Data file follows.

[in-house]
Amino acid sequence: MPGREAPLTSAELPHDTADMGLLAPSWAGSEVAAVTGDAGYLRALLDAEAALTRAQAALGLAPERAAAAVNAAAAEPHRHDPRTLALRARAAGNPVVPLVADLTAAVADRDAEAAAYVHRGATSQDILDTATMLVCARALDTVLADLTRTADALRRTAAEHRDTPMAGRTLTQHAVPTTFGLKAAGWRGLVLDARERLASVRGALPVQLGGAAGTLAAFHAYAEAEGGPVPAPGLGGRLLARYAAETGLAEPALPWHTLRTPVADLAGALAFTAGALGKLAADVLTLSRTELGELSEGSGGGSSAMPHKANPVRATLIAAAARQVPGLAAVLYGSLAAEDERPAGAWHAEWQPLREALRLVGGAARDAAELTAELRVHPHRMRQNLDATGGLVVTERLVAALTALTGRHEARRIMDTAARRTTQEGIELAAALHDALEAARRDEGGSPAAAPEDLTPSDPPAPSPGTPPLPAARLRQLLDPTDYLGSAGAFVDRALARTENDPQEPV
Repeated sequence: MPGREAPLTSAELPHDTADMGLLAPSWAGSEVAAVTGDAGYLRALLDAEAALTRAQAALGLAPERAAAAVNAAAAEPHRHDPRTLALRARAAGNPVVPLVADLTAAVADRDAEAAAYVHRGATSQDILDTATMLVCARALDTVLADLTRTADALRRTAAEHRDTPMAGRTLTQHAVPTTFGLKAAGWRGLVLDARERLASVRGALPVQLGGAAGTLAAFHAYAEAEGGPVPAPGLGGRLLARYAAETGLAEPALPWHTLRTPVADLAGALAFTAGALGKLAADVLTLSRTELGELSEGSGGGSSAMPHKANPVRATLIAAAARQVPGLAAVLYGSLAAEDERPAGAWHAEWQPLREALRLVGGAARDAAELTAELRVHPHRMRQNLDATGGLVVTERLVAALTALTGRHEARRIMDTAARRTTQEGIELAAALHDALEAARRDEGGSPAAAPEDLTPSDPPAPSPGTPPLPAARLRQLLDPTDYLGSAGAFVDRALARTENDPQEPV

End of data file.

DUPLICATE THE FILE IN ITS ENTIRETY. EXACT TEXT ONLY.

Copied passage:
[in-house]
Amino acid sequence: MPGREAPLTSAELPHDTADMGLLAPSWAGSEVAAVTGDAGYLRALLDAEAALTRAQAALGLAPERAAAAVNAAAAEPHRHDPRTLALRARAAGNPVVPLVADLTAAVADRDAEAAAYVHRGATSQDILDTATMLVCARALDTVLADLTRTADALRRTAAEHRDTPMAGRTLTQHAVPTTFGLKAAGWRGLVLDARERLASVRGALPVQLGGAAGTLAAFHAYAEAEGGPVPAPGLGGRLLARYAAETGLAEPALPWHTLRTPVADLAGALAFTAGALGKLAADVLTLSRTELGELSEGSGGGSSAMPHKANPVRATLIAAAARQVPGLAAVLYGSLAAEDERPAGAWHAEWQPLREALRLVGGAARDAAELTAELRVHPHRMRQNLDATGGLVVTERLVAALTALTGRHEARRIMDTAARRTTQEGIELAAALHDALEAARRDEGGSPAAAPEDLTPSDPPAPSPGTPPLPAARLRQLLDPTDYLGSAGAFVDRALARTENDPQEPV
Repeated sequence: MPGREAPLTSAELPHDTADMGLLAPSWAGSEVAAVTGDAGYLRALLDAEAALTRAQAALGLAPERAAAAVNAAAAEPHRHDPRTLALRARAAGNPVVPLVADLTAAVADRDAEAAAYVHRGATSQDILDTATMLVCARALDTVLADLTRTADALRRTAAEHRDTPMAGRTLTQHAVPTTFGLKAAGWRGLVLDARERLASVRGALPVQLGGAAGTLAAFHAYAEAEGGPVPAPGLGGRLLARYAAETGLAEPALPWHTLRTPVADLAGALAFTAGALGKLAADVLTLSRTELGELSEGSGGGSSAMPHKANPVRATLIAAAARQVPGLAAVLYGSLAAEDERPAGAWHAEWQPLREALRLVGGAARDAAELTAELRVHPHRMRQNLDATGGLVVTERLVAALTALTGRHEARRIMDTAARRTTQEGIELAAALHDALEAARRDEGGSPAAAPEDLTPSDPPAPSPGTPPLPAARLRQLLDPTDYLGSAGAFVDRALARTENDPQEPV